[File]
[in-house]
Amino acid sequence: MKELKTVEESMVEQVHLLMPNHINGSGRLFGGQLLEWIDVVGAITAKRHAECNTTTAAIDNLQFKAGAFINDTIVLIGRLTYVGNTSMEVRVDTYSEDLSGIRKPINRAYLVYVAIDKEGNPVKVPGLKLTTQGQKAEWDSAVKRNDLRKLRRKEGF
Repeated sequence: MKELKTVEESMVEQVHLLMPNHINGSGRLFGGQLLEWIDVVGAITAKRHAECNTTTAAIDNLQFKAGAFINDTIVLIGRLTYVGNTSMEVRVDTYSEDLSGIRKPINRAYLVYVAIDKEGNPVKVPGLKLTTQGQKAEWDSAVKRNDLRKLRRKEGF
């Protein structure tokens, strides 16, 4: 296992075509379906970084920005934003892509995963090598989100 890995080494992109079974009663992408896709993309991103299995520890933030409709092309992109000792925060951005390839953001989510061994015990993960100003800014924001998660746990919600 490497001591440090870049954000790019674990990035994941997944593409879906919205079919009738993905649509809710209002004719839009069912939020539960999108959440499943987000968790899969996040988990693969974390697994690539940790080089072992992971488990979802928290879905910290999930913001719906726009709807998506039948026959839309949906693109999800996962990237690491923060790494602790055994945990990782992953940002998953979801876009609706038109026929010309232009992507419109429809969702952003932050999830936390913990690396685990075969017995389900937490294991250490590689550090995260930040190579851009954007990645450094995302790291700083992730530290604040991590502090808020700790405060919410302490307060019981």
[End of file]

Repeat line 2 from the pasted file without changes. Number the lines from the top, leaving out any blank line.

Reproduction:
Amino acid sequence: MKELKTVEESMVEQVHLLMPNHINGSGRLFGGQLLEWIDVVGAITAKRHAECNTTTAAIDNLQFKAGAFINDTIVLIGRLTYVGNTSMEVRVDTYSEDLSGIRKPINRAYLVYVAIDKEGNPVKVPGLKLTTQGQKAEWDSAVKRNDLRKLRRKEGF